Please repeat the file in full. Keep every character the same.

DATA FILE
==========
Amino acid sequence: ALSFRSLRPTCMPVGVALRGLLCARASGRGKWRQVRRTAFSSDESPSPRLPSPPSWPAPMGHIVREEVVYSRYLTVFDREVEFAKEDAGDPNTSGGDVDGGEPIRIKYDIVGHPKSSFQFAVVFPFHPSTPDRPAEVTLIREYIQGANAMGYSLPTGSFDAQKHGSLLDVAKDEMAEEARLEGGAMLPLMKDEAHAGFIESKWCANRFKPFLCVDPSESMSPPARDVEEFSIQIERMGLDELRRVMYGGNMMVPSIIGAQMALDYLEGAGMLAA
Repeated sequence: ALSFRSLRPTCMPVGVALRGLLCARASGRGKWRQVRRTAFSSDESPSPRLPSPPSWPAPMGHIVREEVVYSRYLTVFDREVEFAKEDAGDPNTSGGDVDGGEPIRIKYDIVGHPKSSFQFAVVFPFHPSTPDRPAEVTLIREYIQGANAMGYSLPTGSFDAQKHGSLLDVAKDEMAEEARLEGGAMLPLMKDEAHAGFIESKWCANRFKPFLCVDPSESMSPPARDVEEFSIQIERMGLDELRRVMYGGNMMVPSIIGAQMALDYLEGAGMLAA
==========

Amino acid sequence: ALSFRSLRPTCMPVGVALRGLLCARASGRGKWRQVRRTAFSSDESPSPRLPSPPSWPAPMGHIVREEVVYSRYLTVFDREVEFAKEDAGDPNTSGGDVDGGEPIRIKYDIVGHPKSSFQFAVVFPFHPSTPDRPAEVTLIREYIQGANAMGYSLPTGSFDAQKHGSLLDVAKDEMAEEARLEGGAMLPLMKDEAHAGFIESKWCANRFKPFLCVDPSESMSPPARDVEEFSIQIERMGLDELRRVMYGGNMMVPSIIGAQMALDYLEGAGMLAA
Repeated sequence: ALSFRSLRPTCMPVGVALRGLLCARASGRGKWRQVRRTAFSSDESPSPRLPSPPSWPAPMGHIVREEVVYSRYLTVFDREVEFAKEDAGDPNTSGGDVDGGEPIRIKYDIVGHPKSSFQFAVVFPFHPSTPDRPAEVTLIREYIQGANAMGYSLPTGSFDAQKHGSLLDVAKDEMAEEARLEGGAMLPLMKDEAHAGFIESKWCANRFKPFLCVDPSESMSPPARDVEEFSIQIERMGLDELRRVMYGGNMMVPSIIGAQMALDYLEGAGMLAA